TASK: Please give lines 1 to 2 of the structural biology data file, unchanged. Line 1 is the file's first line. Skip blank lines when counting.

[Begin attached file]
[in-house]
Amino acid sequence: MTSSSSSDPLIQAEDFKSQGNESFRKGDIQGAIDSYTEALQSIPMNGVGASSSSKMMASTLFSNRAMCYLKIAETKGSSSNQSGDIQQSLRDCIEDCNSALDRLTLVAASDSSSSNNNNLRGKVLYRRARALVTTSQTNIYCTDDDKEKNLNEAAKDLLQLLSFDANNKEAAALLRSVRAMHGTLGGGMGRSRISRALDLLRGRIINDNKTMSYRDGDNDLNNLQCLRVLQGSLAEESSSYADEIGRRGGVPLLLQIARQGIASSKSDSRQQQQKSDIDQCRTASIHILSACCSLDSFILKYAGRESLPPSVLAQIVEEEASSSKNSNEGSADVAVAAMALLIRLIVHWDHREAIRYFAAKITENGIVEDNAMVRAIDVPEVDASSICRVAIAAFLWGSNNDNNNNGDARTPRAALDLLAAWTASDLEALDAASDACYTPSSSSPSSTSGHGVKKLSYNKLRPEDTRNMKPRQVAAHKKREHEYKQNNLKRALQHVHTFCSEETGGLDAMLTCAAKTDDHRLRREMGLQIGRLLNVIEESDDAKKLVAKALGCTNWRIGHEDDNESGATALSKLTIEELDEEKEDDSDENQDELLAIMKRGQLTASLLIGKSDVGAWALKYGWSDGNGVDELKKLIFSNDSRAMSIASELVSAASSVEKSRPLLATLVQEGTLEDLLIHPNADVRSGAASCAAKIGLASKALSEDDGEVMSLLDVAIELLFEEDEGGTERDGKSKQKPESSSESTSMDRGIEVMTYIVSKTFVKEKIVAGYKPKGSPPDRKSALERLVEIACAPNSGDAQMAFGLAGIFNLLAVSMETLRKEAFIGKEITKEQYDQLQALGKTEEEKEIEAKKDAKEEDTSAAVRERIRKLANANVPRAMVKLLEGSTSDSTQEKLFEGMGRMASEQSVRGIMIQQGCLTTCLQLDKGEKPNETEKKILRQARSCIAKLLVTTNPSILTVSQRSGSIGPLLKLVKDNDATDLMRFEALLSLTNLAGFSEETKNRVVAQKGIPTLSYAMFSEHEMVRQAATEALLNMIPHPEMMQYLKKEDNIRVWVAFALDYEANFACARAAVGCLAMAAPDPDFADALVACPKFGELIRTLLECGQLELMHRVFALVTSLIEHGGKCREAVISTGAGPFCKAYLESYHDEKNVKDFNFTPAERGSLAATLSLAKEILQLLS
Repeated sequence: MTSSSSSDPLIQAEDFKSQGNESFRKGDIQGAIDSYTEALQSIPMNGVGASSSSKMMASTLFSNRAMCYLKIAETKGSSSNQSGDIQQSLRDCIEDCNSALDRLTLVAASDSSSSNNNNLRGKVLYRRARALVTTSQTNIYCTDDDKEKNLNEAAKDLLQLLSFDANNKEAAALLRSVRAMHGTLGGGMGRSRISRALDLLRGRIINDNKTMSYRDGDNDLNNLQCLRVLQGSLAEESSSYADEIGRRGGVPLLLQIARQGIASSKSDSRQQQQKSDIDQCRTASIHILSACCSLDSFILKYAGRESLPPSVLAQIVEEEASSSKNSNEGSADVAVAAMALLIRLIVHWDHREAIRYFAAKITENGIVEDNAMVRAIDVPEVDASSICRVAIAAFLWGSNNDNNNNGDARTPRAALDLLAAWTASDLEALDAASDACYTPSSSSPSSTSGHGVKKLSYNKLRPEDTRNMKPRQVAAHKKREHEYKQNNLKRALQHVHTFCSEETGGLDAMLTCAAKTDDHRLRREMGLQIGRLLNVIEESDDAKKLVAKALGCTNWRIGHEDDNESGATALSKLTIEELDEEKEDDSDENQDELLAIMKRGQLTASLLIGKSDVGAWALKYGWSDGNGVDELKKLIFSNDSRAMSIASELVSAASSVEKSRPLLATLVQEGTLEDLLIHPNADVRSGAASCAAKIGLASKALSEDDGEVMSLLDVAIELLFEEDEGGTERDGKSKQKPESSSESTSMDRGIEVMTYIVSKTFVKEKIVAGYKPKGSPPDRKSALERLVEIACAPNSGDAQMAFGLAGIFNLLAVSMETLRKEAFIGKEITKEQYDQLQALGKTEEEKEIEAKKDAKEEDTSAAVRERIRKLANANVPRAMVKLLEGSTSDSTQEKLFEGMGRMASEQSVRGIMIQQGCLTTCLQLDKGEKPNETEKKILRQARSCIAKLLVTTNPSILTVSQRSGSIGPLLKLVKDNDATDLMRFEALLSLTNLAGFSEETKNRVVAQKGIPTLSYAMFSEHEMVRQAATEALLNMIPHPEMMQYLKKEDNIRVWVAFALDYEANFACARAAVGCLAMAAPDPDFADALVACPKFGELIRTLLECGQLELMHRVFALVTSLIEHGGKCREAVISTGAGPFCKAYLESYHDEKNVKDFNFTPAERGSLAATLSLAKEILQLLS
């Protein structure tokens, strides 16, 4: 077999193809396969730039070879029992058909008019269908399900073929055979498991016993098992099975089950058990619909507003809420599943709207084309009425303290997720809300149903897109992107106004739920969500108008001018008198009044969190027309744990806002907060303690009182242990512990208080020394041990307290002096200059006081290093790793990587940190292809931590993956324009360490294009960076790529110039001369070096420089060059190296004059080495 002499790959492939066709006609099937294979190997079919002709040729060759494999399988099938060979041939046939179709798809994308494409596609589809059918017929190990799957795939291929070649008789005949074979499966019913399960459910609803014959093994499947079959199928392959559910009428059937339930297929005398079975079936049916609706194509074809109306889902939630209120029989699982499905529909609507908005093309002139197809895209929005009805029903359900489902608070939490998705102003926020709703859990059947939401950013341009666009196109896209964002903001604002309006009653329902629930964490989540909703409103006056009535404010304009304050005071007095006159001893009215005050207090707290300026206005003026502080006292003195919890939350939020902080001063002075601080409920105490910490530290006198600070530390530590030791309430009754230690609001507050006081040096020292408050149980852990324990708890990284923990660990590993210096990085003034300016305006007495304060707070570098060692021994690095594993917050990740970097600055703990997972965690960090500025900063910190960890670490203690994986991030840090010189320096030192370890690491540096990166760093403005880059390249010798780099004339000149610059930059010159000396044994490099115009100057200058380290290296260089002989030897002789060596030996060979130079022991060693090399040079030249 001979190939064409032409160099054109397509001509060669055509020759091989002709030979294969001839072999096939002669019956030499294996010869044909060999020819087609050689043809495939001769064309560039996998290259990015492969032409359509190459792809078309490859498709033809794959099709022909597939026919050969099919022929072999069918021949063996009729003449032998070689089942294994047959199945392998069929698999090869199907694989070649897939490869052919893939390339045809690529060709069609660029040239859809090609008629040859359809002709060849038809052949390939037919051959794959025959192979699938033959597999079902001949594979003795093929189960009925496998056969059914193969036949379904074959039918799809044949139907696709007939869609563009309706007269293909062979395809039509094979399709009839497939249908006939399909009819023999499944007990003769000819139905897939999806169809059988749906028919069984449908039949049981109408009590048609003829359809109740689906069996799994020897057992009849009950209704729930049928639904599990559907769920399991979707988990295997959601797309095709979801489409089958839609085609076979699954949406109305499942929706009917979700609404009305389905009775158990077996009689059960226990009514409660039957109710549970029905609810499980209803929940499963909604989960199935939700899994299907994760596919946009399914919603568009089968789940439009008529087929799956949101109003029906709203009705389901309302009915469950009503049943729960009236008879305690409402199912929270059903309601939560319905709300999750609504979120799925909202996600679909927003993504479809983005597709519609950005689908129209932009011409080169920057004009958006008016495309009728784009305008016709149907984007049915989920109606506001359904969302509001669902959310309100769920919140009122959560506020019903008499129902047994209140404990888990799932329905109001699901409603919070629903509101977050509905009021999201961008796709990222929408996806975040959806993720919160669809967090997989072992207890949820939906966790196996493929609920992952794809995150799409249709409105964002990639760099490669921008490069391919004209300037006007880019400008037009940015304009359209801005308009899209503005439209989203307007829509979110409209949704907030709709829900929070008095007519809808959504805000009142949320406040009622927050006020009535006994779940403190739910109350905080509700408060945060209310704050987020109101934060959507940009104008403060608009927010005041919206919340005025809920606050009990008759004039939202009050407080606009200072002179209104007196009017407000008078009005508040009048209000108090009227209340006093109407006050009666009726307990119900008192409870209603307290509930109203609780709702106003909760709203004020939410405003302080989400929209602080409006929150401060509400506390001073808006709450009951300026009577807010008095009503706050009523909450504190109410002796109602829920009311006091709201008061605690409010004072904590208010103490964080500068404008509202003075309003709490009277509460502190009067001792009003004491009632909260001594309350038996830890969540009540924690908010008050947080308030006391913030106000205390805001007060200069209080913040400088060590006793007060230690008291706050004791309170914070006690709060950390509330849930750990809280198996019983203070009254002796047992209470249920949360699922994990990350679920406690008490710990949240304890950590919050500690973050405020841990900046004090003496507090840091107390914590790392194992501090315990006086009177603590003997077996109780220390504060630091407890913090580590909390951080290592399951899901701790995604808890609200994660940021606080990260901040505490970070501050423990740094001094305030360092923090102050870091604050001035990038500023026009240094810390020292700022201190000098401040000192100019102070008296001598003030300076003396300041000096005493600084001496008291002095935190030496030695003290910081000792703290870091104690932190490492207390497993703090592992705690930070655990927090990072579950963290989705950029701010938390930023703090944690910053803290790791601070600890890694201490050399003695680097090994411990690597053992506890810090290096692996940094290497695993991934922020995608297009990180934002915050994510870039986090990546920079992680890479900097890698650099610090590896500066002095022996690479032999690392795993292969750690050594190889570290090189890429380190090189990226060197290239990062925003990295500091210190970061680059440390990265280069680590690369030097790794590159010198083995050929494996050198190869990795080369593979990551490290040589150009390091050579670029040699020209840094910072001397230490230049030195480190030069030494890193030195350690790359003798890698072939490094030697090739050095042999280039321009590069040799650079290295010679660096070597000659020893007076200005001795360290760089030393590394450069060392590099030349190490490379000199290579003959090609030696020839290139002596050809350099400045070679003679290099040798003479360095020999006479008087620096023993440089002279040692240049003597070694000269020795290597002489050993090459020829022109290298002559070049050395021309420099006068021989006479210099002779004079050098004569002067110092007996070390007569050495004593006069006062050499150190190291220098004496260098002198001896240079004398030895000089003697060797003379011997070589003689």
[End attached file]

[in-house]
Amino acid sequence: MTSSSSSDPLIQAEDFKSQGNESFRKGDIQGAIDSYTEALQSIPMNGVGASSSSKMMASTLFSNRAMCYLKIAETKGSSSNQSGDIQQSLRDCIEDCNSALDRLTLVAASDSSSSNNNNLRGKVLYRRARALVTTSQTNIYCTDDDKEKNLNEAAKDLLQLLSFDANNKEAAALLRSVRAMHGTLGGGMGRSRISRALDLLRGRIINDNKTMSYRDGDNDLNNLQCLRVLQGSLAEESSSYADEIGRRGGVPLLLQIARQGIASSKSDSRQQQQKSDIDQCRTASIHILSACCSLDSFILKYAGRESLPPSVLAQIVEEEASSSKNSNEGSADVAVAAMALLIRLIVHWDHREAIRYFAAKITENGIVEDNAMVRAIDVPEVDASSICRVAIAAFLWGSNNDNNNNGDARTPRAALDLLAAWTASDLEALDAASDACYTPSSSSPSSTSGHGVKKLSYNKLRPEDTRNMKPRQVAAHKKREHEYKQNNLKRALQHVHTFCSEETGGLDAMLTCAAKTDDHRLRREMGLQIGRLLNVIEESDDAKKLVAKALGCTNWRIGHEDDNESGATALSKLTIEELDEEKEDDSDENQDELLAIMKRGQLTASLLIGKSDVGAWALKYGWSDGNGVDELKKLIFSNDSRAMSIASELVSAASSVEKSRPLLATLVQEGTLEDLLIHPNADVRSGAASCAAKIGLASKALSEDDGEVMSLLDVAIELLFEEDEGGTERDGKSKQKPESSSESTSMDRGIEVMTYIVSKTFVKEKIVAGYKPKGSPPDRKSALERLVEIACAPNSGDAQMAFGLAGIFNLLAVSMETLRKEAFIGKEITKEQYDQLQALGKTEEEKEIEAKKDAKEEDTSAAVRERIRKLANANVPRAMVKLLEGSTSDSTQEKLFEGMGRMASEQSVRGIMIQQGCLTTCLQLDKGEKPNETEKKILRQARSCIAKLLVTTNPSILTVSQRSGSIGPLLKLVKDNDATDLMRFEALLSLTNLAGFSEETKNRVVAQKGIPTLSYAMFSEHEMVRQAATEALLNMIPHPEMMQYLKKEDNIRVWVAFALDYEANFACARAAVGCLAMAAPDPDFADALVACPKFGELIRTLLECGQLELMHRVFALVTSLIEHGGKCREAVISTGAGPFCKAYLESYHDEKNVKDFNFTPAERGSLAATLSLAKEILQLLS